Private collectors show a huge interest in dinosaur fossils, as shown once again at a sale that took place in the first floor of the Eiffel Tower in Paris, where the huge skeleton of a mysterious dinosaur species of approximately 154 million years was sold for $2.3 million.

The skeleton – 9 metres long, 2.5 metres high, with 70% of the original bone conserved – was discovered in the course of excavations carried out in 2013 at a site on the Morrison Formation, an Upper Jurassic geological sequence laid down 155–148 million years ago that covers much of the western United States and that is one of the world’s richest sources of dinosaur fossils. It probably belongs to an up to now unknown carnivorous species of allosaurus. It being a unique fossil, its value exploded at the sale managed by the French auction house Aguttes.

The fossil was bought by an unnamed French collector of art works, who promised to lend it to a museum, so that all the world will be able to see it. However, scientists are not at all sure that this will happen and are afraid that a rare fossil will be lost from the field of Paleontology.

In recent years there is a trend of selling fossils to private collectors. This increased demand raises their prices, making it thus more and more difficult for museums and other scientific bodies to acquire the fossils.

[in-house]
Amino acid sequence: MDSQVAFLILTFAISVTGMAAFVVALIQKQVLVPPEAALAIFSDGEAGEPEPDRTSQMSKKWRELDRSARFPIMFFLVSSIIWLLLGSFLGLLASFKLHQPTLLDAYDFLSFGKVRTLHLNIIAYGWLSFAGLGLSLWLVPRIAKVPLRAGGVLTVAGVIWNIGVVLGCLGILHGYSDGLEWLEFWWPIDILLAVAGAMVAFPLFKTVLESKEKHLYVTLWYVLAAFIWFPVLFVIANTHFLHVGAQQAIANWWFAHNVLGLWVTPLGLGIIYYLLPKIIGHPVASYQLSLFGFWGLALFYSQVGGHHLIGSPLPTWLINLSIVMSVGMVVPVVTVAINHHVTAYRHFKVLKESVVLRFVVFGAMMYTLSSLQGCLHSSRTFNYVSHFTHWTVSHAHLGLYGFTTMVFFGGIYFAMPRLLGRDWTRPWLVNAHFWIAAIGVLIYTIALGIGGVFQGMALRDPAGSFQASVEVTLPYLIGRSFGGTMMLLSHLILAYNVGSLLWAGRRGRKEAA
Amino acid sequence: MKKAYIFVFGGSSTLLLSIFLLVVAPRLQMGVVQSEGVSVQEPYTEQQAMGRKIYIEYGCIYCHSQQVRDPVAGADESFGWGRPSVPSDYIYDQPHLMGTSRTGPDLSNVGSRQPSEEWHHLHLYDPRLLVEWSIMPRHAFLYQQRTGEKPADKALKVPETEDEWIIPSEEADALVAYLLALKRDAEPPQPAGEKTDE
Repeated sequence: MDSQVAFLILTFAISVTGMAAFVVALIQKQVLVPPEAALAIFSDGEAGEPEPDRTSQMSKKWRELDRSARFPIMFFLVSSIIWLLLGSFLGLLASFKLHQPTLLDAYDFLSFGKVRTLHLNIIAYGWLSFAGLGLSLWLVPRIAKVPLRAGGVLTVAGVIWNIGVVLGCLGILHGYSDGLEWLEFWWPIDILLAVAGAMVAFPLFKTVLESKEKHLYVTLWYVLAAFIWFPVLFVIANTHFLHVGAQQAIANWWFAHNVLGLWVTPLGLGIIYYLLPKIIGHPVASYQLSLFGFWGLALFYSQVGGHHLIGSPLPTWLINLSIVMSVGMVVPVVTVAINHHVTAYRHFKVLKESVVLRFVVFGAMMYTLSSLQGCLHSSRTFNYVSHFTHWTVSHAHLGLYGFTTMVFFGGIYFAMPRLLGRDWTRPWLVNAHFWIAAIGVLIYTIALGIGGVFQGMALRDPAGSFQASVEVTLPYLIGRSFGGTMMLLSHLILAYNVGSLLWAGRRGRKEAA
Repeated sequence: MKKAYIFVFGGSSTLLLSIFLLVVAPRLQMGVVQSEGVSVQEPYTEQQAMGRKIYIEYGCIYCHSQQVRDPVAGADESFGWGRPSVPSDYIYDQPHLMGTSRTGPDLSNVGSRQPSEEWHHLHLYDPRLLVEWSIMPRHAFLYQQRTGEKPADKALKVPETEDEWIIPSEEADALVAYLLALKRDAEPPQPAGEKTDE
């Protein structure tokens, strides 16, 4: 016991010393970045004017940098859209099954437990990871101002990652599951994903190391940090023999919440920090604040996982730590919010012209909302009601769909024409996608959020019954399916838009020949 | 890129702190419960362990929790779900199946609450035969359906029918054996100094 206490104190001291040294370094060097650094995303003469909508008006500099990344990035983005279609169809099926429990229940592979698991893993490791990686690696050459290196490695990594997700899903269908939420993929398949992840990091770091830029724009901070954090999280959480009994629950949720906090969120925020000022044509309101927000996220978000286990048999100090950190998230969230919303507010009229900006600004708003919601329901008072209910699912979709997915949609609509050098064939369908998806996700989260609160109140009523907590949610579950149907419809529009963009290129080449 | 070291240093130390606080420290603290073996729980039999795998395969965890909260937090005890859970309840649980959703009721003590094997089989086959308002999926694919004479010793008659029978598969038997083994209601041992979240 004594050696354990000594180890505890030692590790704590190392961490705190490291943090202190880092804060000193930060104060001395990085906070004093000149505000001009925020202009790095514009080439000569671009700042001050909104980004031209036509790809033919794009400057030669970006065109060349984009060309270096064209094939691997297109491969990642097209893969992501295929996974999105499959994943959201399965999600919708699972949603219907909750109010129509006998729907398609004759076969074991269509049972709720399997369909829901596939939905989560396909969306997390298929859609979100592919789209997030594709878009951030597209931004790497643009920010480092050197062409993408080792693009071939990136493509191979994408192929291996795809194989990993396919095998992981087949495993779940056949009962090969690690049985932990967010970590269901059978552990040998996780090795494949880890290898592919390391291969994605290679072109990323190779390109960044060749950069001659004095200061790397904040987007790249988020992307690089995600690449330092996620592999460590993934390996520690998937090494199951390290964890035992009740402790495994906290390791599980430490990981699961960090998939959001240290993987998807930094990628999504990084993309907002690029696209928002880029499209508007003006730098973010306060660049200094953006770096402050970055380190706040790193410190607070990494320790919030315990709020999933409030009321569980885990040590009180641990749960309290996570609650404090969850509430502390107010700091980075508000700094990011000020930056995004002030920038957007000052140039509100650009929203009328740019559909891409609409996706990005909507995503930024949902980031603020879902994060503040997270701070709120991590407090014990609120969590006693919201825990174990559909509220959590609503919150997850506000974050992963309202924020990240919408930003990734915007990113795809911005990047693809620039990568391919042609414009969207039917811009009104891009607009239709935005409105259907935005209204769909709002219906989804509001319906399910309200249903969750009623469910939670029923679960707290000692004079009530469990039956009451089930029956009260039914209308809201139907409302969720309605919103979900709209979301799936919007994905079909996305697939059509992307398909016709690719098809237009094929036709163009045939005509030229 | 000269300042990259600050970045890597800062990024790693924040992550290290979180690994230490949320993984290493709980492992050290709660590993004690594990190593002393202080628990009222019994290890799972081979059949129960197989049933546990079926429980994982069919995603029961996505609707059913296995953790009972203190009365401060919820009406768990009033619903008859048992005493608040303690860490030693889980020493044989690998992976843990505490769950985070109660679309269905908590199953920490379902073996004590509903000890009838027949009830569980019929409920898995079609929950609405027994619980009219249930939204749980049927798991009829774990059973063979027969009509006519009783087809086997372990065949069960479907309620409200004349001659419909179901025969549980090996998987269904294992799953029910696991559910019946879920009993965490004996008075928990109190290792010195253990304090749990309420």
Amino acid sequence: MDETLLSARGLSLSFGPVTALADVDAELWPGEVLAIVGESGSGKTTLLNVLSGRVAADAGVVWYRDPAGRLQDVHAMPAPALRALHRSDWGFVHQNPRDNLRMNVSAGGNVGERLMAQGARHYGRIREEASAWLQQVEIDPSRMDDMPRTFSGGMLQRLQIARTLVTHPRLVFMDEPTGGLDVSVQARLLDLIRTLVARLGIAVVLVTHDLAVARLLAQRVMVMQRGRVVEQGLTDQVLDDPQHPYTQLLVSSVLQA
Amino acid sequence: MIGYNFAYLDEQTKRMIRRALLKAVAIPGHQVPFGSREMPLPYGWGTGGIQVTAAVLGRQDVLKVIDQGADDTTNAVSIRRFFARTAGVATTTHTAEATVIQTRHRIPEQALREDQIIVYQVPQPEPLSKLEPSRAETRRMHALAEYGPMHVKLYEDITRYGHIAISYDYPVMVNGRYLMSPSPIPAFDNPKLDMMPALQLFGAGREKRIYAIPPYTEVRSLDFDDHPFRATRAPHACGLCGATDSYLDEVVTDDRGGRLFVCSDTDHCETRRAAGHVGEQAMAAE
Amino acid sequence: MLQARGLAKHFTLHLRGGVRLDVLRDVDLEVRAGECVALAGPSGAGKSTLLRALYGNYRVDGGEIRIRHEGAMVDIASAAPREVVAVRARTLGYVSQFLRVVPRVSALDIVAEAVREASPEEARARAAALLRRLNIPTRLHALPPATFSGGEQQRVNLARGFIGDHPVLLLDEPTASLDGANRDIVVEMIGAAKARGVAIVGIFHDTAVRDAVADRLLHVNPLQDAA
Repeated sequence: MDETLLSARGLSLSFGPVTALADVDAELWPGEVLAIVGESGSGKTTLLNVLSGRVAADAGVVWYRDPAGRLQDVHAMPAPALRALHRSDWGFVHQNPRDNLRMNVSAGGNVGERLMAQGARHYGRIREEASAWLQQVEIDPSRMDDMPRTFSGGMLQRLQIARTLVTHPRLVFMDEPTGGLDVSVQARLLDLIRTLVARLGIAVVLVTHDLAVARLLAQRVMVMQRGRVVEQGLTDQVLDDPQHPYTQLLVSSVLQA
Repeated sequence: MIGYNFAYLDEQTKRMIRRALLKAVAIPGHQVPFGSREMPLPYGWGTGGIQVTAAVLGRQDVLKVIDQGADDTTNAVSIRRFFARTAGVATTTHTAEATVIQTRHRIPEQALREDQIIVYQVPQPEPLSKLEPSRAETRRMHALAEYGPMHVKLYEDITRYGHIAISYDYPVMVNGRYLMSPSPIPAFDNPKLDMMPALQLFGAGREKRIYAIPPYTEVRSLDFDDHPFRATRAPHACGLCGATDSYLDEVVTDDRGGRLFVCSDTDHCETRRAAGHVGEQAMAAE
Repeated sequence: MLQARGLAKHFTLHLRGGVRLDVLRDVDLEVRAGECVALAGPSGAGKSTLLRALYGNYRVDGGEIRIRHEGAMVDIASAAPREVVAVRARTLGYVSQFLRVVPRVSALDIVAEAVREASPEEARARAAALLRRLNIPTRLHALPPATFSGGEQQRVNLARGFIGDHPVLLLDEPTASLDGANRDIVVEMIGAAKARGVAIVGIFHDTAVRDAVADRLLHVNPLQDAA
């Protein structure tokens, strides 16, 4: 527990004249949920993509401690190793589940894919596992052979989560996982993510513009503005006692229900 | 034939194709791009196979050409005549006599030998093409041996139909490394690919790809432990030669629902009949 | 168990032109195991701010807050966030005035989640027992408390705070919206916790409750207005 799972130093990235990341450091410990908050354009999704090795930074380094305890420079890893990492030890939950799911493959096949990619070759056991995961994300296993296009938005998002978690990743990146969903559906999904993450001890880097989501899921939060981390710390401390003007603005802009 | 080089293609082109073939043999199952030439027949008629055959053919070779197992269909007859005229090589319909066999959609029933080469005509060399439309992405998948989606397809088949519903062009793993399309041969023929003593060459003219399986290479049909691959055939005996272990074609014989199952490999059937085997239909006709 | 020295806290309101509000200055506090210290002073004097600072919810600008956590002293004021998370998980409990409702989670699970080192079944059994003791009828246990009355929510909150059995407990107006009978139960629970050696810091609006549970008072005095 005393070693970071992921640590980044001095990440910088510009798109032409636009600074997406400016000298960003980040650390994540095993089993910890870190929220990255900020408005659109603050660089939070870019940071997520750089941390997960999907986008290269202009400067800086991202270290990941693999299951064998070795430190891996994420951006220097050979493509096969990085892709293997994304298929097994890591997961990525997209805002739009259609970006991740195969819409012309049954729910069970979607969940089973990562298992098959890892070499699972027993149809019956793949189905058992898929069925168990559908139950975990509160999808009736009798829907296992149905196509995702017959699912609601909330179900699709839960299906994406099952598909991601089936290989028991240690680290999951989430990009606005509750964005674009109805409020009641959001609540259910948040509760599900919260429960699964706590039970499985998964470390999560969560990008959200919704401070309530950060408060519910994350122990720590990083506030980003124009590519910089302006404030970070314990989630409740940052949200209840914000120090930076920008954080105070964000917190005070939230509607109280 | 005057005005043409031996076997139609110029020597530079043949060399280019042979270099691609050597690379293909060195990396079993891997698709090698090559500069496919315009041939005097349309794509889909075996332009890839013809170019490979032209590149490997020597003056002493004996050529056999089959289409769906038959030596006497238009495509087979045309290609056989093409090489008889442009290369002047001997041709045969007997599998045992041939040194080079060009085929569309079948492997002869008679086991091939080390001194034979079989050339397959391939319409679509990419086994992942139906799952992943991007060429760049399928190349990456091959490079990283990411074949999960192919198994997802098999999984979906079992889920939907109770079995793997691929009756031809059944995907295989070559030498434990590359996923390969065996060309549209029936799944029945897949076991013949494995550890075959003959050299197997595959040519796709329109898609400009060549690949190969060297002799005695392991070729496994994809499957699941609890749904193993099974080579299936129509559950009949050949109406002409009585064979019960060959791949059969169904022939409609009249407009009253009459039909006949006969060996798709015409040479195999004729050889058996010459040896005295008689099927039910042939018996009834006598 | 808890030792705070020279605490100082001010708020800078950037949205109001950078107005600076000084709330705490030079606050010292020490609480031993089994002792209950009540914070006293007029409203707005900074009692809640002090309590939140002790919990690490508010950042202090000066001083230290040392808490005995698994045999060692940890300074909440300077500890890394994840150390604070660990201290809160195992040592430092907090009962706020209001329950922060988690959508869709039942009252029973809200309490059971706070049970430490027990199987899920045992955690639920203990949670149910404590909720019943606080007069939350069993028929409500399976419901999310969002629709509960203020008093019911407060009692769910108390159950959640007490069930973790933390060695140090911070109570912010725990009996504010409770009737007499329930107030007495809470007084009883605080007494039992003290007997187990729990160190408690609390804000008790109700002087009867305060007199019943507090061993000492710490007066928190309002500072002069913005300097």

The Society of Vertebrate Palaeontology, representing more than 2,200 palaeontologists from all over the world, had submitted a request to Aguttes auction house to cancel the auction and prevent such a unusual fossil to end up in private hands. The auction house proceeded with the auction answering that the buyer had reassured them that the fossil will be lent to be exhibited in a museum.

The debate over who can buy and sell fossils is an old one, Aguttes spokesperson Eric Mickeler  says. “Since the nineteenth century, the market of fossils was organized and animated by private companies and private buyers, not only by museums.”

The most recent trend is the increased private sale of fossils at auctions. Aguttes sold an Allosaurus for more than €1.1 million in 2016, and a Siberian mammoth for €548,000 in 2017.

Mickeler said that “herbivores do not quite excite businessmen who buy dinosaurs the same way as carnivores do. They want to buy carnivores like themselves.”

Paris has hosted numerous fossil auctions in the past few years. In April, auction house Binoche et Giquello fetched more than €1.4 million apiece for skeletons of an Allosaurus and a Diplodocus; it also sold a Triceratops skull in 2017.

Dinosaur fossils sold at auctions have mostly been excavated from private land in the United States and initially sold by the land owners to collectors and traders, according to Paul Barrett, a palaeontologist at the Natural History Museum in London. “The USA is now, basically, the only place where it’s possible to obtain dinosaur skeletons to sell legally on a regular basis,” he says. “There are other places, including the UK, where it would be legal also under certain circumstances, it’s just that complete skeletons don’t appear often outside the USA.” Many other countries where complete fossils can be found, such as China, Mongolia and Argentina, have laws prohibiting the export of fossils.